Looking for Dr. Dolittle


On Mother’s Day, no less, this expectant squirrel appeared on the “Juliet balcony” of my daughter’s Chicago apartment, and chose it as her nesting site, despite the presence of a fascinated ginger cat, right on the other side of the screen. Her babies arrived, and lively visits from other mother squirrels with their slightly older offspring ensued.

All very Beatrix Potter meets David Attenborough, eh? But how did this urban Mrs. Nutkin negotiate an understanding with my daughter, that the not-always-sleeping-Seamus would be kept securely on his side of the window? Don’t kid yourself for a minute, that All Creatures Great and Small inhabit a Peaceable Kingdom these days, especially in cities. There is a chilling news story from last night, of 9-month-old twin girls in East London, attacked in their cribs by an urban fox who apparently came in through the bedroom window. It was “so bold,” reports their horrified mother, that it didn’t immediately scurry away when she turned on the light. [Assuming it wasn’t neurologically impaired with rabies–which would be my first guess about a Maryland fox behaving so bizarrely–its startled limbic system probably chose “freeze” as a first response, followed by “flee.”]

The authorities partially blame the careless [or naively sentimental] humans who leave out food for the foxes, the semiotics of which betoken: “Won’t you be my neighbor?” As of today, in that district of London at least, each little back garden has a baited Have-a-Heart trap, beckoning: “Step into this parlour.”

Apart from the obvious carrot & stick methods of trans-species communication, how do most of us talk to the animals? Often, we give them to understand what’s on our minds by teaching them our “secret code” of words and gestures. When they guess our thoughts correctly [and obey our command], they get a reward.

Yeah, yeah, but what if we want to guess their thoughts? If the animal in question is right in front of us [like the balcony squirrel], we can go all Jane Goodall, and observe it closely for subtle changes in limbic arousal: pitch variation in vocalizations, fur standing on end, and so on. Even so, we may not understand just what got up its nose. So, we do what we do with what Piaget termed “cognitive aliens,” pre-verbal babies: we make it up. We attribute a plausible subtext to their howling or chortling. “He’s hungry.” “She loves her Uncle Neddy.” After all, who’s going to contradict us?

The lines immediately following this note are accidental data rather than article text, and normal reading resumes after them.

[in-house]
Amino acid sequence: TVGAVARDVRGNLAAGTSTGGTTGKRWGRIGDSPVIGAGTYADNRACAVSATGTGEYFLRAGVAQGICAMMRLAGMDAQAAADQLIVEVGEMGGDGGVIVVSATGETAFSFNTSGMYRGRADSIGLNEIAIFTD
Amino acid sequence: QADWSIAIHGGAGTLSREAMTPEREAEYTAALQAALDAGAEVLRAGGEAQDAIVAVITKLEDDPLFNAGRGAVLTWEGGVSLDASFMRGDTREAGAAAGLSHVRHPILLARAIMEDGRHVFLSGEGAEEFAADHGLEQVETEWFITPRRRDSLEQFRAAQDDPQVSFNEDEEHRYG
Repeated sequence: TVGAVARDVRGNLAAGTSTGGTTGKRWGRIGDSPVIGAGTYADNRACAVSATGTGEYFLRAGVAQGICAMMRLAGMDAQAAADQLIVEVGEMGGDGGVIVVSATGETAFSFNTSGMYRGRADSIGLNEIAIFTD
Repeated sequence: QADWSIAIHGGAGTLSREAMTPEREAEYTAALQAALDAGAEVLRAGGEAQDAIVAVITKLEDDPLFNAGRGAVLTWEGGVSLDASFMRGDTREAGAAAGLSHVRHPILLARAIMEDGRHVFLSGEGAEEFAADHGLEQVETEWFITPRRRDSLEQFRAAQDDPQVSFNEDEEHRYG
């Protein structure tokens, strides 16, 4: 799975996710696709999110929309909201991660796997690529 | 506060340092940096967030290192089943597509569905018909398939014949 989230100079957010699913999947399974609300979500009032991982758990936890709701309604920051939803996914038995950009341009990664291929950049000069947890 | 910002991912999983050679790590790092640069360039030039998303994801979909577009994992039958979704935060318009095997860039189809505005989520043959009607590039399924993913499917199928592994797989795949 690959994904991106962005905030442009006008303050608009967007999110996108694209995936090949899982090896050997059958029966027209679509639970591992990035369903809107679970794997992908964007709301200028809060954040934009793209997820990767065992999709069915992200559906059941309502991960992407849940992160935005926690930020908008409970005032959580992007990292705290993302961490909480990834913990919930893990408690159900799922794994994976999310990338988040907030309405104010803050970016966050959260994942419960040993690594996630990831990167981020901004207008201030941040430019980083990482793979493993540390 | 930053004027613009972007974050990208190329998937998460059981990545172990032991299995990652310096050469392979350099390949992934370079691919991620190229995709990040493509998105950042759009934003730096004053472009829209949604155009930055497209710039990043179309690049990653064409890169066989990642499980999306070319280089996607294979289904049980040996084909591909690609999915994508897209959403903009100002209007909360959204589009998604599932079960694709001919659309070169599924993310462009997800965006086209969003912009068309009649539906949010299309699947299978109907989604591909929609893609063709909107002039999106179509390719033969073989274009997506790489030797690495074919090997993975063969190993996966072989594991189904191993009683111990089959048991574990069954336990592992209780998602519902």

The NYTimes ran a pre-Preakness article about two high-priced “psychic diagnosticians” [also known as “animal communicators”], both ladies, as it happens, who will tell you what’s up your horse’s nose from “anywhere in the world.” A consultation costs $500. Once again, who’s going to contradict the Doctors Dolittle? The horse?

A brief digression, for an apocryphal anecdote, attributed to Henry VIII: “A king once commanded his farrier, ‘Make this horse talk in a year’s time, or I’ll have you killed.’ The farrier comforted his distraught family, ‘A year is a long time. Anything might happen. The king may die, or the horse may die, or the horse may talk.'” My kids were so taken with this vignette, that whenever an improbably wonderful thing seems on the verge of happening, we say, “The horse is clearing his throat.”

Wanna know the relevance of animal telepathy, to those of us who haven’t hung out our equine psychic shingle? Couldn’t be clearer. It’s about communicating with the Wolf in Our Head, to figure out what’s up its [our] nose. If you feel confident that you can “read” your baby [or your beloved pet, or the squirrel on your deck] “like an open book,” so, too, might you venture to “read your inner Wolf.”

Go on, have a go. The alternative is to spend $500 on a long-distance “reading” from a total stranger.

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Filed under attribution theory, ethology, limbic system, semiotics

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